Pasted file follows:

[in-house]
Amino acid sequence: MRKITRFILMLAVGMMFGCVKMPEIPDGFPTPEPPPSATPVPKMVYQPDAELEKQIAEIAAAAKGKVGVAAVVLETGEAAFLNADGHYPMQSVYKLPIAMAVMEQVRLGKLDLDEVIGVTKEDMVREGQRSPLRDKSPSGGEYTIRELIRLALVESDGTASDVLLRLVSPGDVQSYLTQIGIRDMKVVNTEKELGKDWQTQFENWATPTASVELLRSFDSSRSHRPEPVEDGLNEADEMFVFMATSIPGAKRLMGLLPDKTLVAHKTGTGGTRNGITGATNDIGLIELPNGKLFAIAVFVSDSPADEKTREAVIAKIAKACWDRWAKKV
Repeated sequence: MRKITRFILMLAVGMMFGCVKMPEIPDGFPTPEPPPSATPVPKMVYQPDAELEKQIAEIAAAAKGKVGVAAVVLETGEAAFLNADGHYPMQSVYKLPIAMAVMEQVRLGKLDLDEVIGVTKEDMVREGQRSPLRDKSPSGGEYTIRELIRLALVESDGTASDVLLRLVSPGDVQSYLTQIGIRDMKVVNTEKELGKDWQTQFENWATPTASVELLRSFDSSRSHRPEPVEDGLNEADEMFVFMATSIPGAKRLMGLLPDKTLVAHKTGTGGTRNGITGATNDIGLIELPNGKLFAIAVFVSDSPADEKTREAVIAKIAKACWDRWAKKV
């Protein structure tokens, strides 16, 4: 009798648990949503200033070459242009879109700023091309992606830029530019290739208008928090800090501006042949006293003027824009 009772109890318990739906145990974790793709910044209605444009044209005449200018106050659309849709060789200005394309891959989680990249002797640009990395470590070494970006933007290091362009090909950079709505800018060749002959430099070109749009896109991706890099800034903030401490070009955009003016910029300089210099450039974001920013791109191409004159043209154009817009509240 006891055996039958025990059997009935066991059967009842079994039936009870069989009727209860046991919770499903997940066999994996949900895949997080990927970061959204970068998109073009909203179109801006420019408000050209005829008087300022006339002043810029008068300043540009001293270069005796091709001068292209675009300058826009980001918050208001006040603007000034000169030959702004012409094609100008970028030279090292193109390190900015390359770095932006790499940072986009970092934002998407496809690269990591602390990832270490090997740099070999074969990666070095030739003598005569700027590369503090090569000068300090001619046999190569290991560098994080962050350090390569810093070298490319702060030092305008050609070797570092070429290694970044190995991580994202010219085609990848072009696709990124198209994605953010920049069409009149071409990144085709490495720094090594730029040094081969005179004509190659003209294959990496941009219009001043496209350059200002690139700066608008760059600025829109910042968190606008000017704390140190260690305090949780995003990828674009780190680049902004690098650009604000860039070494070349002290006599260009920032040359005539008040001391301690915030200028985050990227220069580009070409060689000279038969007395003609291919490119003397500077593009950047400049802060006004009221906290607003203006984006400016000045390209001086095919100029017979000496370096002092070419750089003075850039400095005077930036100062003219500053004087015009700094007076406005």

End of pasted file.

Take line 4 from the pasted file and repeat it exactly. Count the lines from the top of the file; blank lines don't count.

């Protein structure tokens, strides 16, 4: 009798648990949503200033070459242009879109700023091309992606830029530019290739208008928090800090501006042949006293003027824009 009772109890318990739906145990974790793709910044209605444009044209005449200018106050659309849709060789200005394309891959989680990249002797640009990395470590070494970006933007290091362009090909950079709505800018060749002959430099070109749009896109991706890099800034903030401490070009955009003016910029300089210099450039974001920013791109191409004159043209154009817009509240 006891055996039958025990059997009935066991059967009842079994039936009870069989009727209860046991919770499903997940066999994996949900895949997080990927970061959204970068998109073009909203179109801006420019408000050209005829008087300022006339002043810029008068300043540009001293270069005796091709001068292209675009300058826009980001918050208001006040603007000034000169030959702004012409094609100008970028030279090292193109390190900015390359770095932006790499940072986009970092934002998407496809690269990591602390990832270490090997740099070999074969990666070095030739003598005569700027590369503090090569000068300090001619046999190569290991560098994080962050350090390569810093070298490319702060030092305008050609070797570092070429290694970044190995991580994202010219085609990848072009696709990124198209994605953010920049069409009149071409990144085709490495720094090594730029040094081969005179004509190659003209294959990496941009219009001043496209350059200002690139700066608008760059600025829109910042968190606008000017704390140190260690305090949780995003990828674009780190680049902004690098650009604000860039070494070349002290006599260009920032040359005539008040001391301690915030200028985050990227220069580009070409060689000279038969007395003609291919490119003397500077593009950047400049802060006004009221906290607003203006984006400016000045390209001086095919100029017979000496370096002092070419750089003075850039400095005077930036100062003219500053004087015009700094007076406005």